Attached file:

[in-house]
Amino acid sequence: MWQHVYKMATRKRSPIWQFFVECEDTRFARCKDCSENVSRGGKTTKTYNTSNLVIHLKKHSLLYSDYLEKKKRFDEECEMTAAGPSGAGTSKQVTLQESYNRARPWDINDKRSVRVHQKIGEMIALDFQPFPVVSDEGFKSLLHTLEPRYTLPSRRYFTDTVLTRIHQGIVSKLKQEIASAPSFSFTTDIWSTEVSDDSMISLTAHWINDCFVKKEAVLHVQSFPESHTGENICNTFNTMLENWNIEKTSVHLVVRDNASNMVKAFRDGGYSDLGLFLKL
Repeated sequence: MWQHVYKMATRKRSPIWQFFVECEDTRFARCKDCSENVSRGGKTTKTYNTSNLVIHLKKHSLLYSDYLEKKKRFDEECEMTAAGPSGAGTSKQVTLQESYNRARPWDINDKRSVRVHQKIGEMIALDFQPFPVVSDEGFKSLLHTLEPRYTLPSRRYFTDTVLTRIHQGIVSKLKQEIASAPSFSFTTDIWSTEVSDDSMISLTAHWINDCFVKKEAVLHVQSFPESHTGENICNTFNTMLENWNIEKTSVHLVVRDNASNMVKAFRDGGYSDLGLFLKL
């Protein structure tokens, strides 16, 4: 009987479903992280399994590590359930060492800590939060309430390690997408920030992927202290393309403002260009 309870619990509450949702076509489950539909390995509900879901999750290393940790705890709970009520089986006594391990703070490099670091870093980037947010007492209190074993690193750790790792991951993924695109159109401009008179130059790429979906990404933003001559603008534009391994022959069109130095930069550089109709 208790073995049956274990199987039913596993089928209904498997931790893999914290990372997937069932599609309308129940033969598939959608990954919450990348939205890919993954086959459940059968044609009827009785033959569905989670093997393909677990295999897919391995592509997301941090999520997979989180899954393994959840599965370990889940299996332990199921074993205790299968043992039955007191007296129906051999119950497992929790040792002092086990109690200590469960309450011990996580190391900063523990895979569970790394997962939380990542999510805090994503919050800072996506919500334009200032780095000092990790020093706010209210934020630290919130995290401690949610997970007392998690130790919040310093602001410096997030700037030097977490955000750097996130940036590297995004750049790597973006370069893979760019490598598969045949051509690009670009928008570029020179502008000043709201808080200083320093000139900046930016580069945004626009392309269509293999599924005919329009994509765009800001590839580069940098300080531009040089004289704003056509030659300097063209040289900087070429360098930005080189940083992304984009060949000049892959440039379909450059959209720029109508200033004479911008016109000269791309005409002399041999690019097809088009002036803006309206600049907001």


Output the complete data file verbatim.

[in-house]
Amino acid sequence: MWQHVYKMATRKRSPIWQFFVECEDTRFARCKDCSENVSRGGKTTKTYNTSNLVIHLKKHSLLYSDYLEKKKRFDEECEMTAAGPSGAGTSKQVTLQESYNRARPWDINDKRSVRVHQKIGEMIALDFQPFPVVSDEGFKSLLHTLEPRYTLPSRRYFTDTVLTRIHQGIVSKLKQEIASAPSFSFTTDIWSTEVSDDSMISLTAHWINDCFVKKEAVLHVQSFPESHTGENICNTFNTMLENWNIEKTSVHLVVRDNASNMVKAFRDGGYSDLGLFLKL
Repeated sequence: MWQHVYKMATRKRSPIWQFFVECEDTRFARCKDCSENVSRGGKTTKTYNTSNLVIHLKKHSLLYSDYLEKKKRFDEECEMTAAGPSGAGTSKQVTLQESYNRARPWDINDKRSVRVHQKIGEMIALDFQPFPVVSDEGFKSLLHTLEPRYTLPSRRYFTDTVLTRIHQGIVSKLKQEIASAPSFSFTTDIWSTEVSDDSMISLTAHWINDCFVKKEAVLHVQSFPESHTGENICNTFNTMLENWNIEKTSVHLVVRDNASNMVKAFRDGGYSDLGLFLKL
């Protein structure tokens, strides 16, 4: 009987479903992280399994590590359930060492800590939060309430390690997408920030992927202290393309403002260009 309870619990509450949702076509489950539909390995509900879901999750290393940790705890709970009520089986006594391990703070490099670091870093980037947010007492209190074993690193750790790792991951993924695109159109401009008179130059790429979906990404933003001559603008534009391994022959069109130095930069550089109709 208790073995049956274990199987039913596993089928209904498997931790893999914290990372997937069932599609309308129940033969598939959608990954919450990348939205890919993954086959459940059968044609009827009785033959569905989670093997393909677990295999897919391995592509997301941090999520997979989180899954393994959840599965370990889940299996332990199921074993205790299968043992039955007191007296129906051999119950497992929790040792002092086990109690200590469960309450011990996580190391900063523990895979569970790394997962939380990542999510805090994503919050800072996506919500334009200032780095000092990790020093706010209210934020630290919130995290401690949610997970007392998690130790919040310093602001410096997030700037030097977490955000750097996130940036590297995004750049790597973006370069893979760019490598598969045949051509690009670009928008570029020179502008000043709201808080200083320093000139900046930016580069945004626009392309269509293999599924005919329009994509765009800001590839580069940098300080531009040089004289704003056509030659300097063209040289900087070429360098930005080189940083992304984009060949000049892959440039379909450059959209720029109508200033004479911008016109000269791309005409002399041999690019097809088009002036803006309206600049907001």